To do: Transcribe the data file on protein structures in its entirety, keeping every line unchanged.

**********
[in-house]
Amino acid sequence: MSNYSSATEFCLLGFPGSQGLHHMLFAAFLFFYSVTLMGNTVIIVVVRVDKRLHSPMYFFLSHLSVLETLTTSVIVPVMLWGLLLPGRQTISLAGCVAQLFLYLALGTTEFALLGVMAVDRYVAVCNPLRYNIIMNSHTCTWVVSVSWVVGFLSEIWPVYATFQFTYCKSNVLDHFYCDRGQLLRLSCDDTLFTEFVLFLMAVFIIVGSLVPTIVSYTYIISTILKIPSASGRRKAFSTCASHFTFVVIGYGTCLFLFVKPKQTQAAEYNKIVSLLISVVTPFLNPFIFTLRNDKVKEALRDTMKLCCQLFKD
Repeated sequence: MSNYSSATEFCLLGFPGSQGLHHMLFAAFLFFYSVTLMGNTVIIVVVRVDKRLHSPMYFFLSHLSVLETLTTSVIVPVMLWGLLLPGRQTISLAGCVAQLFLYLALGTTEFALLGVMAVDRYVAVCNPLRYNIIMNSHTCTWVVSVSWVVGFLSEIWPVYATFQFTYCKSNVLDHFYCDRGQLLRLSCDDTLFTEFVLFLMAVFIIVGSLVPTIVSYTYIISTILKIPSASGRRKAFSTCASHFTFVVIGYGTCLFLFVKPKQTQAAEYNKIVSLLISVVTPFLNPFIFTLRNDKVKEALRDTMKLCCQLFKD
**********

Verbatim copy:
[in-house]
Amino acid sequence: MSNYSSATEFCLLGFPGSQGLHHMLFAAFLFFYSVTLMGNTVIIVVVRVDKRLHSPMYFFLSHLSVLETLTTSVIVPVMLWGLLLPGRQTISLAGCVAQLFLYLALGTTEFALLGVMAVDRYVAVCNPLRYNIIMNSHTCTWVVSVSWVVGFLSEIWPVYATFQFTYCKSNVLDHFYCDRGQLLRLSCDDTLFTEFVLFLMAVFIIVGSLVPTIVSYTYIISTILKIPSASGRRKAFSTCASHFTFVVIGYGTCLFLFVKPKQTQAAEYNKIVSLLISVVTPFLNPFIFTLRNDKVKEALRDTMKLCCQLFKD
Repeated sequence: MSNYSSATEFCLLGFPGSQGLHHMLFAAFLFFYSVTLMGNTVIIVVVRVDKRLHSPMYFFLSHLSVLETLTTSVIVPVMLWGLLLPGRQTISLAGCVAQLFLYLALGTTEFALLGVMAVDRYVAVCNPLRYNIIMNSHTCTWVVSVSWVVGFLSEIWPVYATFQFTYCKSNVLDHFYCDRGQLLRLSCDDTLFTEFVLFLMAVFIIVGSLVPTIVSYTYIISTILKIPSASGRRKAFSTCASHFTFVVIGYGTCLFLFVKPKQTQAAEYNKIVSLLISVVTPFLNPFIFTLRNDKVKEALRDTMKLCCQLFKD